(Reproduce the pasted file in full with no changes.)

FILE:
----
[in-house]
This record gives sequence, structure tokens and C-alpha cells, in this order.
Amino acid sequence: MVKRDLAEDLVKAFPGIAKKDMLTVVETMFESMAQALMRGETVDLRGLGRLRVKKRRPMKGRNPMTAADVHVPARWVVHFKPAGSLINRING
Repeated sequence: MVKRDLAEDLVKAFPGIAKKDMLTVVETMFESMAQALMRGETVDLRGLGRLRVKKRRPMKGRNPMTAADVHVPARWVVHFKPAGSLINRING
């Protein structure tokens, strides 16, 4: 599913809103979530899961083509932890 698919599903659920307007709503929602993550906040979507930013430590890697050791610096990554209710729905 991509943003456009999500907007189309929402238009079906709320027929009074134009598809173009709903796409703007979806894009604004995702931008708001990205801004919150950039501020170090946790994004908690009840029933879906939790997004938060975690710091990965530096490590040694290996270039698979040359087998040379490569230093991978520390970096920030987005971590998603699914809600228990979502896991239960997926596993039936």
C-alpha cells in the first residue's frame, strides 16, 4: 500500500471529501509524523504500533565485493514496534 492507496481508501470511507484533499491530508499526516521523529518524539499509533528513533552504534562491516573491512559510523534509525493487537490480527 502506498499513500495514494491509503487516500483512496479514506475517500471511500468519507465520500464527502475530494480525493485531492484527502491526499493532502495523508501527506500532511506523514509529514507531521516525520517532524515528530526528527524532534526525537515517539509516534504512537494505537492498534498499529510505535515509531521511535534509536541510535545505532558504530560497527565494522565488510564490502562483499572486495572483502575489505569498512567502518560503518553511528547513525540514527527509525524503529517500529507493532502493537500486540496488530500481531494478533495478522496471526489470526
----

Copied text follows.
[in-house]
This record gives sequence, structure tokens and C-alpha cells, in this order.
Amino acid sequence: MVKRDLAEDLVKAFPGIAKKDMLTVVETMFESMAQALMRGETVDLRGLGRLRVKKRRPMKGRNPMTAADVHVPARWVVHFKPAGSLINRING
Repeated sequence: MVKRDLAEDLVKAFPGIAKKDMLTVVETMFESMAQALMRGETVDLRGLGRLRVKKRRPMKGRNPMTAADVHVPARWVVHFKPAGSLINRING
């Protein structure tokens, strides 16, 4: 599913809103979530899961083509932890 698919599903659920307007709503929602993550906040979507930013430590890697050791610096990554209710729905 991509943003456009999500907007189309929402238009079906709320027929009074134009598809173009709903796409703007979806894009604004995702931008708001990205801004919150950039501020170090946790994004908690009840029933879906939790997004938060975690710091990965530096490590040694290996270039698979040359087998040379490569230093991978520390970096920030987005971590998603699914809600228990979502896991239960997926596993039936």
C-alpha cells in the first residue's frame, strides 16, 4: 500500500471529501509524523504500533565485493514496534 492507496481508501470511507484533499491530508499526516521523529518524539499509533528513533552504534562491516573491512559510523534509525493487537490480527 502506498499513500495514494491509503487516500483512496479514506475517500471511500468519507465520500464527502475530494480525493485531492484527502491526499493532502495523508501527506500532511506523514509529514507531521516525520517532524515528530526528527524532534526525537515517539509516534504512537494505537492498534498499529510505535515509531521511535534509536541510535545505532558504530560497527565494522565488510564490502562483499572486495572483502575489505569498512567502518560503518553511528547513525540514527527509525524503529517500529507493532502493537500486540496488530500481531494478533495478522496471526489470526